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Bush and Calderon Meet in Mexico

President Bush concluded his Latin America tour with a meeting in Mexico with President Felipe Calderon — their first meeting since Calderon took office in December.  Bush has been the target of demonstrations throughout his trip, and many in Mexico are disappointed in the Bush Administration's policies, particularly as they relate to immigration, as well as its perceived lack of engagement in the region.  President Bush is hoping his visit will help alleviate some of this sentiment. 

Migration and drug trafficking topped the agenda for Bush and Calderon during their meeting on the Yucatan peninsula.  Calderon said that he understood that the attacks of September 11th altered Bush's foreign policy agenda, but challenged Bush on his pledge to make Latin America a priority for his administration.  Calderon also expressed his hopes of creating better jobs and more opportunity at home, so fewer Mexicans will feel the need to try to cross the border. He said of the American proposal to build a 700-mile fence along its southern border that “migration cannot be stopped and certainly not by decree,” but rather by investment and new jobs in Mexico. (Washington Post) Calderon asserted that money for just one kilometer of road in Mexico would do more to decrease illegal immigration than 10 kilometers of a border fence. (LA Times)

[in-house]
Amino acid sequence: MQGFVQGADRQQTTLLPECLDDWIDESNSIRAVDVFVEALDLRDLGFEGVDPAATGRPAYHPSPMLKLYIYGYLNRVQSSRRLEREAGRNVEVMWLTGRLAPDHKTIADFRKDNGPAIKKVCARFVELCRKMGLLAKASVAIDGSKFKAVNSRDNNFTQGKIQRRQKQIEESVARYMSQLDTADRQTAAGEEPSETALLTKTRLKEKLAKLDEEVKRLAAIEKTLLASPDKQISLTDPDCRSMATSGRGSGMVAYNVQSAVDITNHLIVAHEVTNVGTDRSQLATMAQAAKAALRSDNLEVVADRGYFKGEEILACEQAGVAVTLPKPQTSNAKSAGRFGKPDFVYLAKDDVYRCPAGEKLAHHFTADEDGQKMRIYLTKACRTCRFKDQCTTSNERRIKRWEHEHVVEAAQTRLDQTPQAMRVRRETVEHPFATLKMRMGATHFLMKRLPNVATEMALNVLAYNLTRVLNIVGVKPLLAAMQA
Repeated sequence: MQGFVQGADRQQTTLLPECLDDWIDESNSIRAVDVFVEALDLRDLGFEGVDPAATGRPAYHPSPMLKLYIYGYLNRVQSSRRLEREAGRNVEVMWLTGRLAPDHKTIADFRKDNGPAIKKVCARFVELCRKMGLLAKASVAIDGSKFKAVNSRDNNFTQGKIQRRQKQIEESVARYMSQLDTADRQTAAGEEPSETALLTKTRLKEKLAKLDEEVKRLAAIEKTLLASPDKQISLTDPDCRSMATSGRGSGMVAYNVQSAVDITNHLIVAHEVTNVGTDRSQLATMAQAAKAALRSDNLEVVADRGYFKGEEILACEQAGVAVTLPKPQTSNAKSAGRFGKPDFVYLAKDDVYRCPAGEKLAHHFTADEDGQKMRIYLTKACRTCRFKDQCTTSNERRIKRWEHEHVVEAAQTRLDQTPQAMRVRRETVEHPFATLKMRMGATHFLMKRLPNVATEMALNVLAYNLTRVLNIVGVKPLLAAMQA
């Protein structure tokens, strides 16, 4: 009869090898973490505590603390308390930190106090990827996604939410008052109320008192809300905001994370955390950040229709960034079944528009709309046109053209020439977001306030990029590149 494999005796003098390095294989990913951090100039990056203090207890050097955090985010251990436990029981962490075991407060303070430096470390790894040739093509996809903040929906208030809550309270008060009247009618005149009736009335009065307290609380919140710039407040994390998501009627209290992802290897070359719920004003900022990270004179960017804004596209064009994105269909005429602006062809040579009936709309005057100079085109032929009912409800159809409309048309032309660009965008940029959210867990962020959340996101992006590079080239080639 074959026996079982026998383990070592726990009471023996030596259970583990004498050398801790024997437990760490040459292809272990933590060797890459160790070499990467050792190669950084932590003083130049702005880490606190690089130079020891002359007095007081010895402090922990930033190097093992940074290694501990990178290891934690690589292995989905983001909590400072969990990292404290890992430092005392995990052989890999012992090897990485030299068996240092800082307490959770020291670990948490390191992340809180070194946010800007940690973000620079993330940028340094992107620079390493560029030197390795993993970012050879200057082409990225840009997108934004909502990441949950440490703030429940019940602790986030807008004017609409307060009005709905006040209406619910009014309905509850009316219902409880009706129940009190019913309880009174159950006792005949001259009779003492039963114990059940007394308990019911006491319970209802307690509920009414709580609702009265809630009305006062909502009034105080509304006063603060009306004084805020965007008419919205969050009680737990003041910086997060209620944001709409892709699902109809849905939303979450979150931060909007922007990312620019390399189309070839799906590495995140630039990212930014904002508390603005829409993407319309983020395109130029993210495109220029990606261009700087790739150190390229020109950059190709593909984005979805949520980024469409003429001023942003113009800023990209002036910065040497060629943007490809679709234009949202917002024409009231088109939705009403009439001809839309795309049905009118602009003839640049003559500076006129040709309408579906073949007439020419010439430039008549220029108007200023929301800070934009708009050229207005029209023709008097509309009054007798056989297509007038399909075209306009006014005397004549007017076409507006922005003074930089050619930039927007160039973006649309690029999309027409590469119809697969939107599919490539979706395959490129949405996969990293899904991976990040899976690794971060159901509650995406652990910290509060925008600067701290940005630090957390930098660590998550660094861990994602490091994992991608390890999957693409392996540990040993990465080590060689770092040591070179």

President Bush expressed his commitment to passing comprehensive immigration reform and said he hopes to convince Congress to soften immigration laws and allow for a guest worker program. Bush's efforts to pass such a program, along with a path to citizenship, were blocked in the House of Representatives last year by members of the President's own party, whom he might have been targeting when he commented, “I remind my fellow citizens that family values don't stop at the Rio Grande River, that there are decent, hard-working honorable citizens of Mexico who want to make a living for their families.” (AP/Forbes) The new Democratic majority in Congress would reportedly support an immigration overhaul, and Senators Edward Kennedy and John McCain are supporting Bush's desire to pass a reform bill.

On the issue of drug trafficking, Calderon said he would do his part to reduce the drug supply crossing into the U.S., and in fact, he has already dispatched his army to eight Mexican states to combat drug violence. He also suggested that the U.S. should do more to lower its demand for drugs, saying that he cannot succeed in the drug war unless the U.S. can reduce the billions of dollars a year its citizens spend on drugs. Bush agreed that combating drug trafficking needs to be a collaborative effort on both sides of the border, and vowed to work on efforts to reduce U.S. demand.

Calderon, a pro-business conservative, did not seem to have particularly high hopes for any major changes coming from the Bush visit and, interestingly, expressed his desire for Mexico to develop closer relations with Cuba. The two Presidents have one more day together before wrapping up their summit.

Further Reading:
From Mexico Also, the Message to Bush is Immigration (New York Times)
Bush Promises Push for Immigration Reform (
Anti-Bush Protests in Mexico City (BBC)

Bush and Calderon Meet in Mexico

Calderon and Bush (AP Photo/Pablo Martinez Monsivais)